I stood on the ridge, in the dark and damp grey of the late November afternoon, holding the little folding camouflaged chair I had been sitting on, when it started to rain again. This time it came down steady and hard and rhythmic, drowning out all other sounds the same way the oppressive grey clouds had muted the few remaining colors that November had been unable to kill. I stood there, in my blaze orange hunting coat, my rifle in one hand and the chair in the other, as the rain pounded down on me. Another season was ending, and whether there will be another was uncertain.
I just stood there, getting wet, unable to process any thought. I looked down the ridge to the forest floor that lay beneath me, then across the tree tops that stood before me. I became aware of the rhythm of the falling rain, and that, in its gentle whisper, I was privy to an intimate secret it was sharing with the woods. For a moment, my conjecture on whether this would be the last hunting season or not was put aside, and I was there, on the ridge top, alone in the woods, in my woods, listening to the secret that the rain was letting me in on. It’s beautiful, it was saying, the grey rain in the trees and their dark shadows, even in the absence of color, especially in the absence of color, long after the spring blossoms of the wild flowers, long after the deep and lush greens of summer, more than a month after the brilliant oranges and yellows of autumn, and before the hushed pure white blanket of winter snow, here and now, when everyone else has retreated to the warmth and comfort and lamp lit lights of their homes, here in the woods alone with the cold and soft and driving rain it is still and quiet and beautiful.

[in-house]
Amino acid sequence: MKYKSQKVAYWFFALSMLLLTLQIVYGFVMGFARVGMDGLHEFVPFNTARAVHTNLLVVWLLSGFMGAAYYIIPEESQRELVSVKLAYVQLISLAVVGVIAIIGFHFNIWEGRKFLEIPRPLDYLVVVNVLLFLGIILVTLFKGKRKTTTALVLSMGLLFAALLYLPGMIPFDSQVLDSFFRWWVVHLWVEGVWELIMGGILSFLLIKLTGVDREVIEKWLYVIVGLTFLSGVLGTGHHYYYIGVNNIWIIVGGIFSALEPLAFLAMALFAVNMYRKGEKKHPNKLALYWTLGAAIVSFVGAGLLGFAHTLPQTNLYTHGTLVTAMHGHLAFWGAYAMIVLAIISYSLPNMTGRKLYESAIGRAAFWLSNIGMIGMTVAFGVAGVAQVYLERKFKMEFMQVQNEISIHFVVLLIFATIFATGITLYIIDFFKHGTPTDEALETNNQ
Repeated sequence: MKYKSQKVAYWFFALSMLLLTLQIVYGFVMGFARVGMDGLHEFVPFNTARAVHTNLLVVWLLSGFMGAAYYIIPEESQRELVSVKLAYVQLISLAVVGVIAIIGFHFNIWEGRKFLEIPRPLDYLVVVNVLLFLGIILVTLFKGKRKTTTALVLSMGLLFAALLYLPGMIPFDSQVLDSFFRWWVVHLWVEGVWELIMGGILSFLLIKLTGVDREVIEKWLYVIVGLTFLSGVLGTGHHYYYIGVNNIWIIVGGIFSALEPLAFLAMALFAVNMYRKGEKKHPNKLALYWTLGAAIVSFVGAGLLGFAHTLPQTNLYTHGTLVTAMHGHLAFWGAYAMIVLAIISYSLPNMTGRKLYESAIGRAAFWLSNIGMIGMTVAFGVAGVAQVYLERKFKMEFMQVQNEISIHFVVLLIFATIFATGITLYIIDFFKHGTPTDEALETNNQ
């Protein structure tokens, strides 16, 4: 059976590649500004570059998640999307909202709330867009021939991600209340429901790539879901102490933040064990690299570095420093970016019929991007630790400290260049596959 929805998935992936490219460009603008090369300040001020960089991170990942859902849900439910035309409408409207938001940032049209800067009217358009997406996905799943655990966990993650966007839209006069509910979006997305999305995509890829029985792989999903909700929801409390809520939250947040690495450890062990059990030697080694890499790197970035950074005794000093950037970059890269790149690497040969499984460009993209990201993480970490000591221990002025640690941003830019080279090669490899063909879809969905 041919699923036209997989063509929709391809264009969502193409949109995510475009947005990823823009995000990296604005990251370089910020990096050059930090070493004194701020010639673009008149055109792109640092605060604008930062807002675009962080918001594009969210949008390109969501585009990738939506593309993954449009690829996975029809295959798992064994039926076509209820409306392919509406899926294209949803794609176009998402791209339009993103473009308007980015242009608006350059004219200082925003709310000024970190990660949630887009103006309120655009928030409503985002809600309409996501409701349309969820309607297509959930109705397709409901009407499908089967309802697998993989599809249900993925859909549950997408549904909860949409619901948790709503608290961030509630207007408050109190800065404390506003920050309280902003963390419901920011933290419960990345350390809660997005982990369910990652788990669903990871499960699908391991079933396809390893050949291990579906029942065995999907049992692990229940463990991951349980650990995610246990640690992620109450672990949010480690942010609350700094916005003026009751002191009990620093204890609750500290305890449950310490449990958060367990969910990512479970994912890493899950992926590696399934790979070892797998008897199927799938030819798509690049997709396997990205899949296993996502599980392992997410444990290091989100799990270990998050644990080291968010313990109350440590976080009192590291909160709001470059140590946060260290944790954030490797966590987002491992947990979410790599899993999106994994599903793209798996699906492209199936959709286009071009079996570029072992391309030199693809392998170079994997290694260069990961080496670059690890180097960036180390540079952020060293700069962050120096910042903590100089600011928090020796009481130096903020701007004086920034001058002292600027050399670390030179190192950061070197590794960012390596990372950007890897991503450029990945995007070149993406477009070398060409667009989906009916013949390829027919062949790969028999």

I stood there, in my woods, in my moment, drenched in its intimacy, listening to the sound of my rain, feeling it on my face. It wasn’t the dark and cold rain I had become familiar with. Instead, it was pure and steady and soothing, and it cleansed my soul.